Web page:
It is great to hear that Paul Thompson is to return to his native UK to take up the post of rector at the Royal College of Art (21 November, www.designweek.co.uk).
But his appointment will come as a surprise to many in design, who may not recall his sojourn at the Design Museum in the 1990s. The clever money was on Professor Jeremy Myerson (director of the Helen Hamlyn Centre, among other things), current Design Museum director Deyan Sudjic or a foreign design giant to succeed the eminent professor Sir Christopher Frayling to one of design academia’s top jobs, and Thompson would have ran as a rank outsider to these potential choices.
As it is, though, Thompson brings a wealth of ‘other’ experience to the post. He is neither a designer nor an academic, but he has proved a staunch champion of art and design over the years and is a great communicator.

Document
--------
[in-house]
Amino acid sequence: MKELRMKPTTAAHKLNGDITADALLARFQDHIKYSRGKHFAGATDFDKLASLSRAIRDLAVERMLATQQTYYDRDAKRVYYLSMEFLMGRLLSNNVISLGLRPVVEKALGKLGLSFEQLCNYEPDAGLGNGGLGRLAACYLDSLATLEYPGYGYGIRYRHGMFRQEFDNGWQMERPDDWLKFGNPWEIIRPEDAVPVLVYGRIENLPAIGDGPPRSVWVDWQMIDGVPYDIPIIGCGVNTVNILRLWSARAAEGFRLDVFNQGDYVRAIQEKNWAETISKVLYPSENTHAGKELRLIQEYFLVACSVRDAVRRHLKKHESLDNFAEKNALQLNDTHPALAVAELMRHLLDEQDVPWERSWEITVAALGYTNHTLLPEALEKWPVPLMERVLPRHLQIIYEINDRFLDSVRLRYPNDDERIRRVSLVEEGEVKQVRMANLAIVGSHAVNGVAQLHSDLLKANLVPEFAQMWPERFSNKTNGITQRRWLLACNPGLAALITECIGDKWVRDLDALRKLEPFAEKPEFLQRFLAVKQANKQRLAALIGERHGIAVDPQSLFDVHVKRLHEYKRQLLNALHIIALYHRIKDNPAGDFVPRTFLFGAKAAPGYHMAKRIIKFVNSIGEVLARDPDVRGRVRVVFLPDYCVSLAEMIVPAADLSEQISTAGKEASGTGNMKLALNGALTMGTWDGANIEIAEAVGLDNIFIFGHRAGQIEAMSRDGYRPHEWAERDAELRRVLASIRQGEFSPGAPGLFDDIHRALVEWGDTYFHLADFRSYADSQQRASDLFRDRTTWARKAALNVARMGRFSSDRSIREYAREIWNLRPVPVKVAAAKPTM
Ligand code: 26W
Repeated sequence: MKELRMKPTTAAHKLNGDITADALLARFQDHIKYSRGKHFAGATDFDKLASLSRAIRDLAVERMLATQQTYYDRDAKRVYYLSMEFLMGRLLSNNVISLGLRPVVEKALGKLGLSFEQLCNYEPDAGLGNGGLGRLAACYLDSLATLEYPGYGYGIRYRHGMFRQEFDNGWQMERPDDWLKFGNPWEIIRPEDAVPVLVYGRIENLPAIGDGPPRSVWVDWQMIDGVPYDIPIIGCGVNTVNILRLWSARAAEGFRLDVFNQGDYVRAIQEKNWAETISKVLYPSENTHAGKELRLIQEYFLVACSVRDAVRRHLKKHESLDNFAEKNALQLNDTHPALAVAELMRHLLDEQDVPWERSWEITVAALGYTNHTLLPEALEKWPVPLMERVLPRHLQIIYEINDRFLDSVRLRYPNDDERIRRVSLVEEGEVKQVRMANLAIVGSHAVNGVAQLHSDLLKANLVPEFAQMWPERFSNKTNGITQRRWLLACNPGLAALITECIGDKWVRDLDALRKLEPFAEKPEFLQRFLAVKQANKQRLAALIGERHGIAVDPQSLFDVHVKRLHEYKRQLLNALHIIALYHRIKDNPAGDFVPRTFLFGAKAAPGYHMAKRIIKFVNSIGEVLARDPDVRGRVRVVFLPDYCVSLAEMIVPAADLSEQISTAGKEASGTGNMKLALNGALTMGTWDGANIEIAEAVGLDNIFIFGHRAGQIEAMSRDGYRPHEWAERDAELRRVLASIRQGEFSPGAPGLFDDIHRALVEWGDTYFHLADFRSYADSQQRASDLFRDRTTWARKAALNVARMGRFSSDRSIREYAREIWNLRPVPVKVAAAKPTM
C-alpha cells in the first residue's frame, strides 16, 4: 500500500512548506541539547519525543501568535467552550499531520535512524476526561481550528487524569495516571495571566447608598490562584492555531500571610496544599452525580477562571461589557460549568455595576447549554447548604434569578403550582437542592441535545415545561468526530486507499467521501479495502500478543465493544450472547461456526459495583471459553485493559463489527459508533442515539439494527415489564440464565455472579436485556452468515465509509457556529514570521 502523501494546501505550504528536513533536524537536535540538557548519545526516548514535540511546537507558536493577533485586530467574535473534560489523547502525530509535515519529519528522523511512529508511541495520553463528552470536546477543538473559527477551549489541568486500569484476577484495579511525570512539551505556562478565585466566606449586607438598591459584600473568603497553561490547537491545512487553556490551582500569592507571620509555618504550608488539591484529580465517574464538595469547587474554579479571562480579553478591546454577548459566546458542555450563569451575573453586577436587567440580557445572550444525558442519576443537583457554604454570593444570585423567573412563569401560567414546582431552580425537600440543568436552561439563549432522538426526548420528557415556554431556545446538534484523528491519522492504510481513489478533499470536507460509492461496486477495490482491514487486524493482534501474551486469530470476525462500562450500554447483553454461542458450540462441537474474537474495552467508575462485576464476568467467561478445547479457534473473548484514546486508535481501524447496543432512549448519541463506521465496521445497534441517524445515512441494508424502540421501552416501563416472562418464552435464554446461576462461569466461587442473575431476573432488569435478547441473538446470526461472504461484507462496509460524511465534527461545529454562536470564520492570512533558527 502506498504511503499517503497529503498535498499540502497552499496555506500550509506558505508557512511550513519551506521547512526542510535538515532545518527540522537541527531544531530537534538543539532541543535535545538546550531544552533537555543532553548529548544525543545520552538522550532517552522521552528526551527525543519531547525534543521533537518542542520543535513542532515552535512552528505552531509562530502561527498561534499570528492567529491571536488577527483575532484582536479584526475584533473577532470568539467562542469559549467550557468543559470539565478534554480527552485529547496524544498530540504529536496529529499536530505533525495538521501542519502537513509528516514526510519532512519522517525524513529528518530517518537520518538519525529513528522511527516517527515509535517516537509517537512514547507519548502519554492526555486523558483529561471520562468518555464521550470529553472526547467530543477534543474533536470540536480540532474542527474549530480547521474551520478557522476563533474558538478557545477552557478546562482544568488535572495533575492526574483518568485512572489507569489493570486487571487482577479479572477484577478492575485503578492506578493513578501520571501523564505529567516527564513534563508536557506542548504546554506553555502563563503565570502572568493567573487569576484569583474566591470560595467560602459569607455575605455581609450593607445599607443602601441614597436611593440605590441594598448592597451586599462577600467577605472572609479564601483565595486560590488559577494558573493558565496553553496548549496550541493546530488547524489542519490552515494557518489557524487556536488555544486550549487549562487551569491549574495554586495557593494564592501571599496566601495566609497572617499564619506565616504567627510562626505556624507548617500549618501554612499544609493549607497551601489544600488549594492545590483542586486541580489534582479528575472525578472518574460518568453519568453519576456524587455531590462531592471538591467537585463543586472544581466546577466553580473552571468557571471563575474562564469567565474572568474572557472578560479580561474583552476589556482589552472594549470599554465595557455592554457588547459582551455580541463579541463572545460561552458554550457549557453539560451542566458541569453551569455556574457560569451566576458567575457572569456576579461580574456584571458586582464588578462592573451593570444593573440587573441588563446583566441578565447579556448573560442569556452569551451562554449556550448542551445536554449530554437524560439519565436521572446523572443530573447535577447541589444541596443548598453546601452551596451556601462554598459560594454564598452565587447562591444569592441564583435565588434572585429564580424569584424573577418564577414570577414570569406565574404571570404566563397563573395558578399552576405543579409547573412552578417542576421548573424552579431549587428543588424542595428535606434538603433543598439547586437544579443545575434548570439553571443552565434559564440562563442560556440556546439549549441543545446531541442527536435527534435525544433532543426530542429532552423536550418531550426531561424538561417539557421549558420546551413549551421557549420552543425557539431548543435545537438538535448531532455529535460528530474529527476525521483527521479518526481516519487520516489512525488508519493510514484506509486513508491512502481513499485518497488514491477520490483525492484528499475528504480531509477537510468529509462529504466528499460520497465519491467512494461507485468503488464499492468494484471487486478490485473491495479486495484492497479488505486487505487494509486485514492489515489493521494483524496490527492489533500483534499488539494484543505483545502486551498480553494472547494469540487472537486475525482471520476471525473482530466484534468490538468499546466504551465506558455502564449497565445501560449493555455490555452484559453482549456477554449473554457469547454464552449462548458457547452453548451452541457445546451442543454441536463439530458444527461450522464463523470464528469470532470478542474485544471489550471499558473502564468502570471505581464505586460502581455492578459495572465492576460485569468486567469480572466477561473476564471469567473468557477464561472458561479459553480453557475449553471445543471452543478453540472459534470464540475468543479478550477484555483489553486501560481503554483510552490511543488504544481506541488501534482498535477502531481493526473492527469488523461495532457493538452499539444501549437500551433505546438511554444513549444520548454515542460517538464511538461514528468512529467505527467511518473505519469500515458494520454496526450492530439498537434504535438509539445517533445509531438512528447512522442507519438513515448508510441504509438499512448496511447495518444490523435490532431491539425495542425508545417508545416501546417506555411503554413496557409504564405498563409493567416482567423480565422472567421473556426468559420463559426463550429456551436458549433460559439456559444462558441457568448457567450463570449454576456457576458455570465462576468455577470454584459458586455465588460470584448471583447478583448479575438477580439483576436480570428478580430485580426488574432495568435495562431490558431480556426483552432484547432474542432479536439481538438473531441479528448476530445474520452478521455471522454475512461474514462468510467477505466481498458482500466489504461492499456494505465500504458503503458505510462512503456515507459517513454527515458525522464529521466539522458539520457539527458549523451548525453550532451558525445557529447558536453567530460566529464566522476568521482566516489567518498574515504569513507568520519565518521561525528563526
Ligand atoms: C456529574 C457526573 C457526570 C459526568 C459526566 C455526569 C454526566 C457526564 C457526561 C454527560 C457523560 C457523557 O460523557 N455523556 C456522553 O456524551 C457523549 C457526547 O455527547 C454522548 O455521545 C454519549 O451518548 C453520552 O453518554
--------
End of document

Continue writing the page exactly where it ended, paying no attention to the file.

In his most recent jobs, as director of the Design Museum and, since then, as director of the Cooper-Hewitt National Design Museum in New York, Thompson has handled education at all levels, albeit from the outside. More importantly, for a post-graduate research-based college such as the RCA, he is adept at lining up commercial partnerships and arranging sponsorship for projects.
To many in the UK, Thompson has become a bit of a shadowy figure in the years since he moved to New York. The Museum of Modern Art has hogged the limelight here, with its major revamp by Yoshio Taniguchi and planned tower by French architect Jean Nouvel.
But those who recall him at the Design Museum will remember an erudite man with a passion for design and an early concern with issues such as sustainability. He returns to London now from left field, bringing an appreciation of a different culture and a whole new contacts book with him.
Frayling will be a hard act to follow, but this difference in approach will help Thompson in that task. We look forward to welcoming him home.